Abbey Theatre

“Dublin is brown and weather beaten and old fashioned, and it looks like a place in which history has been made for ages.” – William Bulfin

For this week’s travels, I was fortunate enough to have visited the Old Abbey Theatre in central Dublin. As I was walking the streets around the theatre, the quote from William Bulfin in Chapter 7 of Kilfeather’s Dublin: A Cultural History came to mind. The streets and buildings surrounding Abbey Theatre don’t look modern at all. The concrete sidewalks are stained with grime that has collected over the years, and it looks like the buildings have not been renovated, developed, or polished in many years. The only evidence that the city is still in modern times are the markings on the streets directing traffic, and the few cars scattered here and there throughout the block. The city are no street or traffic lights to be found. The view is almost like time had frozen Dublin for the past 70 years, preserving the city’s vintage feel.

As I walk into the Abbey Theatre, I notice that it looks very different from the urban environment outside, but it still carries the same proud, resilient, and vintage spirit that the streets do.

The theatre lobby has bold red carpeting, modern styled sofas, and smooth countertops made of polished wood, stone, and glass. There are portraits of important people who have shaped the history of the theatre, such as Frank and William Fay, the brothers who managed and shaped the new acting style that the theatre became known for. When you enter the stage, the seats contain the same vermillion shade of the floors in the lobby. The space is minimalistic and simple. The wood walls are undecorated, and I believe this is intentional so that the audience can strictly focus on the play they are watching.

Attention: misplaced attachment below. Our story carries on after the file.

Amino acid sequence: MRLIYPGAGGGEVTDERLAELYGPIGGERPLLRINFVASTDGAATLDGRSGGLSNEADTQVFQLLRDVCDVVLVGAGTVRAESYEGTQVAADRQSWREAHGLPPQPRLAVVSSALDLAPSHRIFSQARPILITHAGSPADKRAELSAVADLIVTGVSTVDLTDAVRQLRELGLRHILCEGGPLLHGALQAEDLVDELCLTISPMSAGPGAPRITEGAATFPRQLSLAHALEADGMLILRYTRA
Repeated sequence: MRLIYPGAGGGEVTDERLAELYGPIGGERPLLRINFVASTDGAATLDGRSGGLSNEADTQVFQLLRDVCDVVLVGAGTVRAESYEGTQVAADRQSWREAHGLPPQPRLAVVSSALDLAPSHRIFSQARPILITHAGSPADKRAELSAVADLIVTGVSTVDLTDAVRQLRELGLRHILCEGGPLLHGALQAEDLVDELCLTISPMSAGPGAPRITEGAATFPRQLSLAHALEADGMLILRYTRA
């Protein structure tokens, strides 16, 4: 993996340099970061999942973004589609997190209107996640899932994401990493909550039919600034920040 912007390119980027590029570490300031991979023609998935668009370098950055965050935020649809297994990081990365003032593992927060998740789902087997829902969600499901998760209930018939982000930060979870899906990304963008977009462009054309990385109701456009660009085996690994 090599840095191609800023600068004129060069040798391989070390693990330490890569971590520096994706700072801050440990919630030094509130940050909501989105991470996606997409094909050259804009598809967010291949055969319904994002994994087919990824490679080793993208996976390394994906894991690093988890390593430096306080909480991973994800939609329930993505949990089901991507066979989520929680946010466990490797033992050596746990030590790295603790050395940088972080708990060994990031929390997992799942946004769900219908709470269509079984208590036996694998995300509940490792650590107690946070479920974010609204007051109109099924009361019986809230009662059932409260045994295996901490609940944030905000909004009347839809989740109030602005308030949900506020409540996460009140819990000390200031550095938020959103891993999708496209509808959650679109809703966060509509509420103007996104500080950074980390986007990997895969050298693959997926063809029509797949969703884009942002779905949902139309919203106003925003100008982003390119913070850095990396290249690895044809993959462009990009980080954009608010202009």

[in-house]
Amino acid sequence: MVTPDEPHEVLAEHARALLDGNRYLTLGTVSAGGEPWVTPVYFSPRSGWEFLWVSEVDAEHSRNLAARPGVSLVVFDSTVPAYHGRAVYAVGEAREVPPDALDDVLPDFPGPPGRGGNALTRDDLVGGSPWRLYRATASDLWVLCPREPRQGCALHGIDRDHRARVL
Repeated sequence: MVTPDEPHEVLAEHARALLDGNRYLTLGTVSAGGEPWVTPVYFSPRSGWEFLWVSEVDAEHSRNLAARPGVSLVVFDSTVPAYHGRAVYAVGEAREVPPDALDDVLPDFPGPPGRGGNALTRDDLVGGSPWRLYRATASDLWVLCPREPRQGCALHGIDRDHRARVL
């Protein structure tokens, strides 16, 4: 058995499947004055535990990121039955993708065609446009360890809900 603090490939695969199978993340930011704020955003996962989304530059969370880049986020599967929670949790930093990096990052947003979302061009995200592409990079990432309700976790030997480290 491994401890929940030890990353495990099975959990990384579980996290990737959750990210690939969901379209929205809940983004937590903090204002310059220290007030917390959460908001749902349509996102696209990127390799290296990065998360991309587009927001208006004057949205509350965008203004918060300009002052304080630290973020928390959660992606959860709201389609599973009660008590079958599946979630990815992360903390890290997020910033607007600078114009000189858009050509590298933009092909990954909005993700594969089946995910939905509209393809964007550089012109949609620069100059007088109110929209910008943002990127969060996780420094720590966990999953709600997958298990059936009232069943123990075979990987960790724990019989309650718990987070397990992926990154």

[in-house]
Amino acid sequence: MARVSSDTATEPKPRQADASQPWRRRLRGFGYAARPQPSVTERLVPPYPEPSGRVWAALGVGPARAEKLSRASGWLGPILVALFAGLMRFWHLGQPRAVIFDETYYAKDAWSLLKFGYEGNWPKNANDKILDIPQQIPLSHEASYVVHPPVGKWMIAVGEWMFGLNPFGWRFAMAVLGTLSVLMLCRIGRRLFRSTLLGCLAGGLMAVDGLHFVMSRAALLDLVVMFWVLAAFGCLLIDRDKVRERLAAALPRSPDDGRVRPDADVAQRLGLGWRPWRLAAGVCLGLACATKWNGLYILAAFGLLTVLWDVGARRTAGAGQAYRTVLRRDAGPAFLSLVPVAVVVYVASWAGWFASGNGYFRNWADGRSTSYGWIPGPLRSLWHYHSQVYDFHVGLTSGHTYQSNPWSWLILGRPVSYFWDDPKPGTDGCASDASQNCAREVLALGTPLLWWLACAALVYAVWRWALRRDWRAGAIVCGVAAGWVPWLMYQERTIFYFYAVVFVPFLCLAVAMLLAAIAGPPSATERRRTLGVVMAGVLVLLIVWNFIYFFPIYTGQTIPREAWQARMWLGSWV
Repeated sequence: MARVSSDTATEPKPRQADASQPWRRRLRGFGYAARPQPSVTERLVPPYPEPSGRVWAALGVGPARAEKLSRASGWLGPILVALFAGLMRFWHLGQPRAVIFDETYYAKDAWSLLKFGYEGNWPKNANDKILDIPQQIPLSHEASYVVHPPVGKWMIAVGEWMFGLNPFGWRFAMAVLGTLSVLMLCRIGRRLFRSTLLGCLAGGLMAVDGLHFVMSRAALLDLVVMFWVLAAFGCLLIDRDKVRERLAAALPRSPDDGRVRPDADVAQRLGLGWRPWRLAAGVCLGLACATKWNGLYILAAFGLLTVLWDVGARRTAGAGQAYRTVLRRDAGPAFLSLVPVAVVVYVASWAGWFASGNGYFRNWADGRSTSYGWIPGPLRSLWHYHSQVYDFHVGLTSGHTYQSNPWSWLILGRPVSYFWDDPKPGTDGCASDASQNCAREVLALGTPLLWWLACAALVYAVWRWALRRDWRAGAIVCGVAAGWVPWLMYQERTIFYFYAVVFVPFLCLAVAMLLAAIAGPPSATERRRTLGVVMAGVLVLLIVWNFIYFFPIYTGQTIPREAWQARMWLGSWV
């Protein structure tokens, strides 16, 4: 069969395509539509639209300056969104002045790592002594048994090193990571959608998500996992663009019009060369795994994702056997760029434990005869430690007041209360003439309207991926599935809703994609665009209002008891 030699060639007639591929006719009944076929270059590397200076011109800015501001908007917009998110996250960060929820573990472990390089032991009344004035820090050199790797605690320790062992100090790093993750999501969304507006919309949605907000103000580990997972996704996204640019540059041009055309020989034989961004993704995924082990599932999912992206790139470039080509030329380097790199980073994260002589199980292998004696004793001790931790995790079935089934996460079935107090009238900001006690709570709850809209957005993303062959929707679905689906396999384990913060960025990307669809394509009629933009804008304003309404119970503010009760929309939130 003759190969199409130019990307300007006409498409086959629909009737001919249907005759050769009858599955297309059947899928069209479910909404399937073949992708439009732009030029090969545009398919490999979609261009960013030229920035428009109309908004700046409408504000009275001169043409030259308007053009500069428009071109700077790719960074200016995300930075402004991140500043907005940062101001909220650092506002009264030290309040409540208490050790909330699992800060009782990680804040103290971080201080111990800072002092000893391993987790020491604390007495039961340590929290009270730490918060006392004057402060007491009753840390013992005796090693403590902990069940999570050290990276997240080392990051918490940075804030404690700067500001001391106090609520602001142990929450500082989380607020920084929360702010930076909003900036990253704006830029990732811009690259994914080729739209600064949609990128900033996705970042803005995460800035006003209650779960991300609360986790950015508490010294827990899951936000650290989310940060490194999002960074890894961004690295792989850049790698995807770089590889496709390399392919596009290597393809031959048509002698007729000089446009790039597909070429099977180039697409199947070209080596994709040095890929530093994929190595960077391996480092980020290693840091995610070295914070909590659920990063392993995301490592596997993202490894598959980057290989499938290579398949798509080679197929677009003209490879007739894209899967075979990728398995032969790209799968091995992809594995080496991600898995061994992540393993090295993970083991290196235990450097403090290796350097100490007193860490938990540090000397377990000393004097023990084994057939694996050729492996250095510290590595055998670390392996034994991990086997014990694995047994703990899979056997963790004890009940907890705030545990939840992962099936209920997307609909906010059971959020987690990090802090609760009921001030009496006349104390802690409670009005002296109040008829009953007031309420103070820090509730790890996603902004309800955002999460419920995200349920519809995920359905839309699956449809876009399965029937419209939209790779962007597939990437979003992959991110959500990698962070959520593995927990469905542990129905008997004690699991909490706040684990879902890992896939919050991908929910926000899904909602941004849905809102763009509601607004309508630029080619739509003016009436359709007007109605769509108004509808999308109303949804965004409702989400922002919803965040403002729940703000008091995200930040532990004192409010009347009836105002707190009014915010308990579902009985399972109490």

Understanding the theatre’s history as a national landmark of Irish culture is important to understanding the reasons behind its modern renovations. The plays performed were written by authors of the Irish Literary Revival, such as Juno and the Paycock by Sean O’Casey, and works by other famous writers of the revival such as William Butler Yeats and Lady Gregory, the latter whom co-founded the Abbey Theatre. The theatre is proud of its distinctly Irish roots and influence, and we can see that the renovations are there to keep up with modern times, but also to honor and preserve its history. The Abbey Theatre, and Dublin as an extension, are a testament to the fact that you can look forward to the future while drawing strength from your past.

1 Comment

  1. Brenda,
    You chose such a perfect quote for this entry!
    I like that you pointed out that perhaps the walls are undecorated so that the plays could be the sole focus. I wonder, if the Abbey theatre were to ever get another update and add more to its decorum, do you think it would actually take away from the theatre? Like maybe the “less is more” idea is what makes the charm of the theatre.

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